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Fanconi Syndrome Seminar

19 years ago

7th June, 2005 00h00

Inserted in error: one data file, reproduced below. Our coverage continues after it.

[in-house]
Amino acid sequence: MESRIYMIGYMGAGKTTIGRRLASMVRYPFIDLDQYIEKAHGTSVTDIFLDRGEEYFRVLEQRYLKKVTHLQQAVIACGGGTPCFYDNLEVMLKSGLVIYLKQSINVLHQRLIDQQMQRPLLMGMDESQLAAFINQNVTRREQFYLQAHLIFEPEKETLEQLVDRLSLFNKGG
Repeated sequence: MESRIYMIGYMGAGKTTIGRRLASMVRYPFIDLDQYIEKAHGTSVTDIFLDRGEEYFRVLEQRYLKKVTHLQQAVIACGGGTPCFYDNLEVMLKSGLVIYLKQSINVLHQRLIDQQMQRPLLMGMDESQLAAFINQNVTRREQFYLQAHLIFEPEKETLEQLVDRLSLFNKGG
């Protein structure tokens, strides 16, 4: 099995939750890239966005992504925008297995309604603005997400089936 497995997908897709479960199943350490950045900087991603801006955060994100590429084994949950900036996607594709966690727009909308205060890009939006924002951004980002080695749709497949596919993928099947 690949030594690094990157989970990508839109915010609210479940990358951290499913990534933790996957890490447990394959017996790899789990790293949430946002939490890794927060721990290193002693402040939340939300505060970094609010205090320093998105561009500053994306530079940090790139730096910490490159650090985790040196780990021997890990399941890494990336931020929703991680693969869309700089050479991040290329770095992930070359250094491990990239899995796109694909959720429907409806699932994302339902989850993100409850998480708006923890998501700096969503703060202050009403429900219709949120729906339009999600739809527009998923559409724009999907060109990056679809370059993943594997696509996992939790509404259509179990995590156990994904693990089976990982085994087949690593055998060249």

Fanconi Syndrome is a renal tubular, high output, reasbsorption failure, which can be inherited or induced, and has been identified in many mammals. It is prevalent in certain canine breeds, such as Basenjis and Norwegian Elkhounds, but has been treated in a large number of other breeds, as well as cats, horses and in humans. Fanconi can affect the rodent pet population as well.  Fanconi was uniformly and rapidly fatal in most cases until a standardised program for testing, identification and supplementation of lost buffers, electrolytes and nutrients was introduced as the "Fanconi Management Protocol for Veterinarians" (see In use throughout the world for 15 years, this Protocol has now been peer reviewed and subjected to an independent efficacy study. The Protocol’s remarkably high rate of success in maintaining animal survivability and quality of life, despite affliction with this previously fatal disease, has now been established and published in the formal veterinary literature (Journal of the American Veterinary Medical Association (JAVMA) - Vol 225, No. 3, August 1, 2004). Our speaker, Dr. Steve Gonto, has worked as an Anesthetist on staff at Memorial Health University Medical Center in Savannah, Georgia since 1985, where he is a hands on clinician as well as clinical instructor (in the Operating Room) of Anesthesiology and Advanced Life Support Systems to Medical Students, Resident Physicians, Nurse and Physician Assistant Anesthesia Students and Surgical Residents from Emory University School of Medicine, Mercer University School of Medicine and University of Georgia School of Medicine. He also acts as a clinical instructor for Anesthesia students elsewhere in the USA, as well as other institutions and programs. He is based at a Level One Trauma Center, Obstetric and Neonatal Teaching and Referral Medical Center, as well as a regional center for neurological, cancer care, cardiac and orthopedic surgery.  He is also licensed by the US Federal Government to set up and monitor quality control for human Blood Gas Laboratories as a Certified Blood Gas Technologist. Dr. Gonto has traveled and lectured extensively on Fanconi Syndrome and presented his monograph as a guest lecturer to the American Academy of Veterinary Urology and to the Canadian Veterinary Medical Association meetings. He has been the guest lecturer at the US Basenji Nationals twice in the last ten years.  He currently follows hundreds of cases of Fanconi worldwide and continues to publish and update the Protocol (now in it's sixth incarnation) and to offer advice and assistance to veterinarians and owners, as always, free of any charge. The seminar will be held at Langford Village Hall, Langford, Nr. Biggleswade, Beds, on Saturday 18 June.  Dr. Gonto’s talk will include all aspects of Canine Fanconi, from the basic current understanding of the physiology and the needed veterinary and owner provided medical care, to the cutting edge research being done to identify the responsible gene sets and allow testing and eradication of the disease in the future. Dr. Gonto is flying in from Georgia, USA, and is particularly interested in meeting and talking to vets in the UK. For additional information on the Fanconi Syndrome click here Enquiries to the Breed Council Secretary: Paul Singleton, 01206 514952 ([email protected]).

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